History that teaches

Jeff stands in front of the reconstructed McLean House, where Lee surrendered to Grant. Appomattox Court House, Virginia, July 2005

Jeff stands in front of the reconstructed McLean House, where Lee surrendered to Grant.
Appomattox Court House, Virginia, July 2005

“The march of Providence is so slow and our desires so impatient; the work of progress so immense and our means of aiding it so feeble; the life of humanity is so long, that of the individual so brief, that we often see only the ebb of the advancing wave and are thus discouraged. It is history that teaches us to hope.” — Robert E. Lee

Perhaps no decision in history has been more analyzed and second-guessed than Lee’s decision to refuse command of the Union army in favor of leading the troops of the Confederacy.  His decision is all the more noteworthy as it was made, not only in the face of conflicting loyalties within his state and his own family, but also with a greater realization than many of his contemporaries of how long and bloody the war was likely to be.  It’s impossible to imagine the grief, disappointment and despair that Lee must have endured in the years that followed, witnessing the horrific suffering and loss of so many lives, culminating in acknowledged defeat with his surrender at Appomattox Court House, Virginia.

How, then, to explain his statement quoted above, which was penned years after the war ended?  It would be easier to understand if Lee had indulged in bitter predictions of doom, or cynical observations about the human limitations he so eloquently describes. Yet he chose to focus on the larger picture, and to believe in an ultimately favorable outcome for much that was yet unresolved.

With these words, Lee reminds us that no matter how powerful (or not) an individual might be, all of us are part of something far more immense than our immediate circumstances suggest.  While some might argue that history teaches us to be pessimistic, I like Lee’s assertion that the trajectory of human existence moves primarily in a forward direction, despite the many setbacks that seem to get more press in the archives of history.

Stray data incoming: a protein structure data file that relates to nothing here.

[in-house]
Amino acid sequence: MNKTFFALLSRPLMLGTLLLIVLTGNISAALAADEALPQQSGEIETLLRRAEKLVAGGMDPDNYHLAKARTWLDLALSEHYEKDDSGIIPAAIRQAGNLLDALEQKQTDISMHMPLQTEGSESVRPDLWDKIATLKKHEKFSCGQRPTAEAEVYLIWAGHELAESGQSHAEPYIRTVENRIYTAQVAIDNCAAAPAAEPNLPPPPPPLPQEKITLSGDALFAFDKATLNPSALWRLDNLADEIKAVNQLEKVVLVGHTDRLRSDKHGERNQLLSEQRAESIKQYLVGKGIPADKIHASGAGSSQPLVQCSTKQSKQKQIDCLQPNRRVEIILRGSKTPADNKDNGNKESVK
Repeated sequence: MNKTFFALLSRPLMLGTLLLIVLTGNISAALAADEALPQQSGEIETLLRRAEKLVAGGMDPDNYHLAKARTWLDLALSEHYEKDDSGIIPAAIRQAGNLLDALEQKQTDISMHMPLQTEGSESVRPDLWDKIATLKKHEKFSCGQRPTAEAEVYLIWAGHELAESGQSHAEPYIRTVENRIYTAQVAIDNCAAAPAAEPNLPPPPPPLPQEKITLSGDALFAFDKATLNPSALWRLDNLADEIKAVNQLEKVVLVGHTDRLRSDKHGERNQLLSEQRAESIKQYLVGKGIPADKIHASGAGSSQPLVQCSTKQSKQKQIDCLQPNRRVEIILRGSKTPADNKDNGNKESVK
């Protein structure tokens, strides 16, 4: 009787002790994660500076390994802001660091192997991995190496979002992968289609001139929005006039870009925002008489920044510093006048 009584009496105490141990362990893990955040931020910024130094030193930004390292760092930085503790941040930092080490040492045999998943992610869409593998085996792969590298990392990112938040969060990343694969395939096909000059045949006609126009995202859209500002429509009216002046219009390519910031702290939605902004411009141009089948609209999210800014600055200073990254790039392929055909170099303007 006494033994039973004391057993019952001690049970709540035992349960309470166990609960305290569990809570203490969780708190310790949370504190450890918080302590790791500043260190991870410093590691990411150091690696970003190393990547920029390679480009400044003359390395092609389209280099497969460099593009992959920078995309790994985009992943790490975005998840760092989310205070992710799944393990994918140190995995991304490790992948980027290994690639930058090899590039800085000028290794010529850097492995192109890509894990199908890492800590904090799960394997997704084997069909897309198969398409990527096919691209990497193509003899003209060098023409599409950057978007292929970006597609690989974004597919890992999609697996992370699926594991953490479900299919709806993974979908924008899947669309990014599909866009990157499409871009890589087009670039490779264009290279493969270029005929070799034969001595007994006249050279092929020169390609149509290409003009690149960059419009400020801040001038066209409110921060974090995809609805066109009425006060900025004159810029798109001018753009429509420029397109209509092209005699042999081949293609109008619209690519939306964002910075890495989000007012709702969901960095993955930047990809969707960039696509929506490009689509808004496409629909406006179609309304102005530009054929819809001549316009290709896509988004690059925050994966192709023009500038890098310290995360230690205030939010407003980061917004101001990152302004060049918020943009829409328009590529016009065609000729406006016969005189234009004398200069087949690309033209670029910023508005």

Whether you’re a history buff or not, I hope you will find time to reflect on the blessings available to us every day that would have been ardently appreciated by past generations.  We don’t have to look very far to see much reason for hope in history.

This post was first published seven years ago today. The original post, comments and photo are linked, along with two other related posts, below. These links to related posts, and their thumbnail photos, do not appear in the blog feed; they are only visible when viewing the individual posts by clicking on each one. I have no idea why, nor do I know how they choose the related posts. That’s just the way WordPress does things.


  1. Good morning, Julia! Thank you for Lee’s quote and your reflection on it. I needed this: “…we often see only the ebb of the advancing wave….” It certainly seems overwhelming at times, and I wonder if we will be the generation the wave will break and come crashing down on. Possibly all generations wonder the same thing.

    • I agree, and more than a few of them have indeed been standing there when the wave crashed down, as already has happened many times and places in human history. Perhaps too many decades of relative ease will inevitably cycle back around to more destruction, almost as nature itself has built-in means of purgation. Or as Edmund Burke said, “Those who don’t know history are doomed to repeat it.”

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